If, as Jesus predicts, we get ridiculed and persecuted, part of the reason will be because we’re not hewing to the world’s agenda.  We’re going to challenge a lot of conventional wisdom and shake up the powers that be.  On the other hand, though, the Beatitudes do not call us to be world-shunning folks.  We are not to pretend that society or culture don’t matter, that politics is beneath our notice, that the environment can slide into a hell of pollution because this world isn’t our home anyway seeing as we’re headed for heaven.

    No, instead the Beatitudes make clear that we are to hunger and thirst for God’s righteousness not in the sweet by-and-by but right here, right now.  We are to make for shalom here.  We are to be meek right here and if we are, we are promised to inherit the earth–the earth, you may notice, is what Jesus promises.

    Jesus easily mixes up his talk about “the kingdom of heaven” with his talk about this earth.  Apparently in Jesus’ mind there is no dichotomy.  You don’t have to choose between heaven and earth because down the line, the two are going to merge.  In sum, blessed are you if you can see the world the way Jesus sees it.  Congratulations to you if you already feel and act and live in these ways because it shows that when it comes to God’s kingdom, you “get it.”

    Textual Notes

    There is a long-standing biblical debate as to whom Jesus taught: were these words addressed to everybody or to just Jesus’ inner circle of disciples?  Many scholars believe that although some in the crowd may have overheard Jesus, it does appear that Jesus is forming a circle around him of only the disciples and that he is now teaching them.  Recognizing that helps us to remember two things: first of all, the fact that these words were for the disciples reminds us that the Beatitudes are not entrance requirements for kingdom membership but instead are a description of what kingdom living is like after you have been saved by grace.

    If Jesus had spoken these words to the crowds, then it is possible you could read the Beatitudes this way: “People, listen up! If you want to be on my good side, if you expect for me to take you to heaven, then here’s what you have to do: you have to be nice and merciful, work toward peace and only then will you be good enough for me.”  But that’s not how it goes in Matthew 5.  Jesus has already called the disciples through the out-of-the-blue invitation of grace.  They are already kingdom insiders.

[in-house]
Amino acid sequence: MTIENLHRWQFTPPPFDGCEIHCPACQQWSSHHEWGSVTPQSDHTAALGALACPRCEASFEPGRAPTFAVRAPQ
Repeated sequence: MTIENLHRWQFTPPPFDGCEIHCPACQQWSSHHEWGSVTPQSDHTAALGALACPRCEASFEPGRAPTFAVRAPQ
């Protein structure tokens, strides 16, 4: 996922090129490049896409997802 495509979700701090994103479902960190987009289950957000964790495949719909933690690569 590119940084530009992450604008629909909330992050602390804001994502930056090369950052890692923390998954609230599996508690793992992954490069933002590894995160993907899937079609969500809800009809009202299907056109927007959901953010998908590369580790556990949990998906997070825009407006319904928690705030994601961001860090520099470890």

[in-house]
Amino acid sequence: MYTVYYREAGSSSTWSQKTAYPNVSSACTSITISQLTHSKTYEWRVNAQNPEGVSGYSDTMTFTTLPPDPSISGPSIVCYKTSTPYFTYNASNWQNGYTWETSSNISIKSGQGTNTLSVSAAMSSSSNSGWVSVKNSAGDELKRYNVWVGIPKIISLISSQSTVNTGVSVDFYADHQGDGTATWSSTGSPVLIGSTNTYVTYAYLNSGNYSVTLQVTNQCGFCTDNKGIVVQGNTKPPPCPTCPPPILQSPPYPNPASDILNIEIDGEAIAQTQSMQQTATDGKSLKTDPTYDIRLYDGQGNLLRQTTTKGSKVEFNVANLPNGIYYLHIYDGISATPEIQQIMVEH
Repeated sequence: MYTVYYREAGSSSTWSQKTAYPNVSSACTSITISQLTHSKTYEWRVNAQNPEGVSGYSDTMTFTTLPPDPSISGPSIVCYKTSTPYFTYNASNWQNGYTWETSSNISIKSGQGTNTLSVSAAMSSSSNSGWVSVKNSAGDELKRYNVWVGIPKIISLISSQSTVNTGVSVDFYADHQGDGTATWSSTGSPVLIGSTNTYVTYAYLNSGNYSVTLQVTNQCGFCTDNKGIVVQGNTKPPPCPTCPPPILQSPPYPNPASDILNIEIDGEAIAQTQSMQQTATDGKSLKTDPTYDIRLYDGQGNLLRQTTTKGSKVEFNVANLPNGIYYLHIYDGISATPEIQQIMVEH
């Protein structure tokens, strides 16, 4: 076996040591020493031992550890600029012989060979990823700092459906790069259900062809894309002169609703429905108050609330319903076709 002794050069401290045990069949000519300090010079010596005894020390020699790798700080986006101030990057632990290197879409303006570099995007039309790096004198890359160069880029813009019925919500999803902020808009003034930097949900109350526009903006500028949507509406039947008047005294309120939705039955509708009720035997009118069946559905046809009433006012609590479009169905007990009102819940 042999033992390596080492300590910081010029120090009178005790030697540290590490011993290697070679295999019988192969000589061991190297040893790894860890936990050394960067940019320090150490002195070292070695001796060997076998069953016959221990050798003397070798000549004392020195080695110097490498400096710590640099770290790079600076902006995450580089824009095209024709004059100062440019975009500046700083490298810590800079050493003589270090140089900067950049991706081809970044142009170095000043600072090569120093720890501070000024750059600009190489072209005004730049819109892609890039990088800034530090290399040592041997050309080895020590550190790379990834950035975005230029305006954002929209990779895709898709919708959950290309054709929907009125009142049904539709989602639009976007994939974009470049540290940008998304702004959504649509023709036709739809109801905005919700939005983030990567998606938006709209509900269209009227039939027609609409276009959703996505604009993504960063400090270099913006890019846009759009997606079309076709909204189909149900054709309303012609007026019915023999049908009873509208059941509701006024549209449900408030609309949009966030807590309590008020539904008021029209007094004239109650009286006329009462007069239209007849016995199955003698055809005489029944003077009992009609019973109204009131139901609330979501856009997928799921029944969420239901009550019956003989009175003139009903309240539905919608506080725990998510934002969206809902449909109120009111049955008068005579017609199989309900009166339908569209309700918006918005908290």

In other words, the Beatitudes show how you live after grace not how you earn grace (which you can’t do anyway, of course).

    Illustration Idea

    To the world, the Beatitudes look like a formula for a disastrously dull and melancholy life.  Instead, as C.S. Lewis wrote, the people around us think that money and sex and booze and the high life are as good as it gets.  To folks like this the Beatitudes sound roaringly stupid.  But such people are like an ignorant little child who says that he’d rather just go on making mud pies in some slaggy alley in the slums simply because he can’t imagine what it means that you just invited him to go to the beach for the weekend.  People in this world are far too easily pleased.  They think mudpies is as good as it gets when really they and we all have been made for joy!  Blessed are you if you know the joy that is our God in Christ for it changes everything!

  • Old Testament Lectionary +

    Micah 6:1-8

    Author: Stan Mast

  • The Lectionary Psalms +

    Psalm 15

    Author: Scott Hoezee

  • Lectionary Epistle +

    1 Corinthians 1:18-31

    Author: Doug Bratt